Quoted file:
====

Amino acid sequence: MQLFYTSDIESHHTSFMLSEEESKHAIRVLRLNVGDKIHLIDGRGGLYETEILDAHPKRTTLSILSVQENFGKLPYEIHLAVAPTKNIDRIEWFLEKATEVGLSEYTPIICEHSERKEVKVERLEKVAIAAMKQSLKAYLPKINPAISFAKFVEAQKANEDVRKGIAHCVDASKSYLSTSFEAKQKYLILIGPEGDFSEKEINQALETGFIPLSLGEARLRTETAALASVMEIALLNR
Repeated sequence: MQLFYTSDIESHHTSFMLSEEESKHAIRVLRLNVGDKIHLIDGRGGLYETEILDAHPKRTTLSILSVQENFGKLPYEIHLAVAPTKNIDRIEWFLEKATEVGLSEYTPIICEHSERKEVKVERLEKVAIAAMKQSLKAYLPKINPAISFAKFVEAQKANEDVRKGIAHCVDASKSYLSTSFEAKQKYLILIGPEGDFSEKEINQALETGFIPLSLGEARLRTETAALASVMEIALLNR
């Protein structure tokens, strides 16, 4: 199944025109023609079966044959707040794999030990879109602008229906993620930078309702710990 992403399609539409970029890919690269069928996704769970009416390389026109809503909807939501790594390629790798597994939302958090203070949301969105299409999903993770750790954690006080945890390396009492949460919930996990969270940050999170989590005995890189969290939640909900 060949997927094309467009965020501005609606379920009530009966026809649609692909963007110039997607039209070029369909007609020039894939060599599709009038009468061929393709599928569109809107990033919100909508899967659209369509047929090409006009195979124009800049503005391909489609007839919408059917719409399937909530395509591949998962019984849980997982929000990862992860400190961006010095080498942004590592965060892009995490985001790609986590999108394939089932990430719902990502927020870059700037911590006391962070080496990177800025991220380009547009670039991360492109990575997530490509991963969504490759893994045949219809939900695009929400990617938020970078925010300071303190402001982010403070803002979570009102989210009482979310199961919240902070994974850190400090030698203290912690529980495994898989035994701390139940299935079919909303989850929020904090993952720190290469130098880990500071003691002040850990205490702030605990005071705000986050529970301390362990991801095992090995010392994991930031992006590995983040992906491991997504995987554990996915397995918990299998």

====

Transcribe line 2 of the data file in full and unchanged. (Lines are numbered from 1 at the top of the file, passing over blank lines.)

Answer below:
Repeated sequence: MQLFYTSDIESHHTSFMLSEEESKHAIRVLRLNVGDKIHLIDGRGGLYETEILDAHPKRTTLSILSVQENFGKLPYEIHLAVAPTKNIDRIEWFLEKATEVGLSEYTPIICEHSERKEVKVERLEKVAIAAMKQSLKAYLPKINPAISFAKFVEAQKANEDVRKGIAHCVDASKSYLSTSFEAKQKYLILIGPEGDFSEKEINQALETGFIPLSLGEARLRTETAALASVMEIALLNR